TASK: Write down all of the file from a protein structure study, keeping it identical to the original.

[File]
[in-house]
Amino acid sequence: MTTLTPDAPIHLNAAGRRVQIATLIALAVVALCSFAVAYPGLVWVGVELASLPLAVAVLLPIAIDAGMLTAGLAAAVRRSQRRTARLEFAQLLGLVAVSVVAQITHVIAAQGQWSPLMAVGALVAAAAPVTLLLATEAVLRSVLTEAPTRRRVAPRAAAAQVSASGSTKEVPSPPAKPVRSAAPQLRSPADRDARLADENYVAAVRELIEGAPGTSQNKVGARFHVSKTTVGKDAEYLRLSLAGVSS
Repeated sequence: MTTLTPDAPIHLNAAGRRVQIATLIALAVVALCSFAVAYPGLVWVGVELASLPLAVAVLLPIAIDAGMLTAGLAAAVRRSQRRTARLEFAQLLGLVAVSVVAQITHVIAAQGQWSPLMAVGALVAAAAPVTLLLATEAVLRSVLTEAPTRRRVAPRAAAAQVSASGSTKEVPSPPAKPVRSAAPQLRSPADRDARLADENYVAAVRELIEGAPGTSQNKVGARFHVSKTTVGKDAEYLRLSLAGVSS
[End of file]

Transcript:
[in-house]
Amino acid sequence: MTTLTPDAPIHLNAAGRRVQIATLIALAVVALCSFAVAYPGLVWVGVELASLPLAVAVLLPIAIDAGMLTAGLAAAVRRSQRRTARLEFAQLLGLVAVSVVAQITHVIAAQGQWSPLMAVGALVAAAAPVTLLLATEAVLRSVLTEAPTRRRVAPRAAAAQVSASGSTKEVPSPPAKPVRSAAPQLRSPADRDARLADENYVAAVRELIEGAPGTSQNKVGARFHVSKTTVGKDAEYLRLSLAGVSS
Repeated sequence: MTTLTPDAPIHLNAAGRRVQIATLIALAVVALCSFAVAYPGLVWVGVELASLPLAVAVLLPIAIDAGMLTAGLAAAVRRSQRRTARLEFAQLLGLVAVSVVAQITHVIAAQGQWSPLMAVGALVAAAAPVTLLLATEAVLRSVLTEAPTRRRVAPRAAAAQVSASGSTKEVPSPPAKPVRSAAPQLRSPADRDARLADENYVAAVRELIEGAPGTSQNKVGARFHVSKTTVGKDAEYLRLSLAGVSS